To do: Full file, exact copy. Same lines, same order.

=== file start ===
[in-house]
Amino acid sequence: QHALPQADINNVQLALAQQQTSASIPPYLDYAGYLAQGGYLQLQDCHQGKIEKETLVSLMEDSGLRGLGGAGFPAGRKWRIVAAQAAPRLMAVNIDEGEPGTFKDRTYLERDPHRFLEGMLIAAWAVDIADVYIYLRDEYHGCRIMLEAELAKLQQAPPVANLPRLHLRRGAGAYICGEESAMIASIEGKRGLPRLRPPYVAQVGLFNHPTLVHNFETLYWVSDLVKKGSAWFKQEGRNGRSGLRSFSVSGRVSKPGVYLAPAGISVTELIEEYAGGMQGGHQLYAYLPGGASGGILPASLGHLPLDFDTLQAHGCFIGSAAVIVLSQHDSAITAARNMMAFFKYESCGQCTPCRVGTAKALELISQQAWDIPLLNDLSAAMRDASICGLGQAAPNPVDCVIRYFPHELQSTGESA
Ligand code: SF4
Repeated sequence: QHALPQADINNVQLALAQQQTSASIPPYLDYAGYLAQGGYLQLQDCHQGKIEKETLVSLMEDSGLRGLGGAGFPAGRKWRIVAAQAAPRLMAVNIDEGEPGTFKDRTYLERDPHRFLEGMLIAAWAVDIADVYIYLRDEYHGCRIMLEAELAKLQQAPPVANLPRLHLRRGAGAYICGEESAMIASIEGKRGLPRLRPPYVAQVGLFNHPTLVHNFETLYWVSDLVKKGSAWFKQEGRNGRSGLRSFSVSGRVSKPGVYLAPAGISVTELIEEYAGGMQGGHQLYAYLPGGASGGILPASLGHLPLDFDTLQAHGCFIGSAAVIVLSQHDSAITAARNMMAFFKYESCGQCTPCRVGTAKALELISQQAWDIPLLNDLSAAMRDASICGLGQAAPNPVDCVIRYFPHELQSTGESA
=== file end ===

[in-house]
Amino acid sequence: QHALPQADINNVQLALAQQQTSASIPPYLDYAGYLAQGGYLQLQDCHQGKIEKETLVSLMEDSGLRGLGGAGFPAGRKWRIVAAQAAPRLMAVNIDEGEPGTFKDRTYLERDPHRFLEGMLIAAWAVDIADVYIYLRDEYHGCRIMLEAELAKLQQAPPVANLPRLHLRRGAGAYICGEESAMIASIEGKRGLPRLRPPYVAQVGLFNHPTLVHNFETLYWVSDLVKKGSAWFKQEGRNGRSGLRSFSVSGRVSKPGVYLAPAGISVTELIEEYAGGMQGGHQLYAYLPGGASGGILPASLGHLPLDFDTLQAHGCFIGSAAVIVLSQHDSAITAARNMMAFFKYESCGQCTPCRVGTAKALELISQQAWDIPLLNDLSAAMRDASICGLGQAAPNPVDCVIRYFPHELQSTGESA
Ligand code: SF4
Repeated sequence: QHALPQADINNVQLALAQQQTSASIPPYLDYAGYLAQGGYLQLQDCHQGKIEKETLVSLMEDSGLRGLGGAGFPAGRKWRIVAAQAAPRLMAVNIDEGEPGTFKDRTYLERDPHRFLEGMLIAAWAVDIADVYIYLRDEYHGCRIMLEAELAKLQQAPPVANLPRLHLRRGAGAYICGEESAMIASIEGKRGLPRLRPPYVAQVGLFNHPTLVHNFETLYWVSDLVKKGSAWFKQEGRNGRSGLRSFSVSGRVSKPGVYLAPAGISVTELIEEYAGGMQGGHQLYAYLPGGASGGILPASLGHLPLDFDTLQAHGCFIGSAAVIVLSQHDSAITAARNMMAFFKYESCGQCTPCRVGTAKALELISQQAWDIPLLNDLSAAMRDASICGLGQAAPNPVDCVIRYFPHELQSTGESA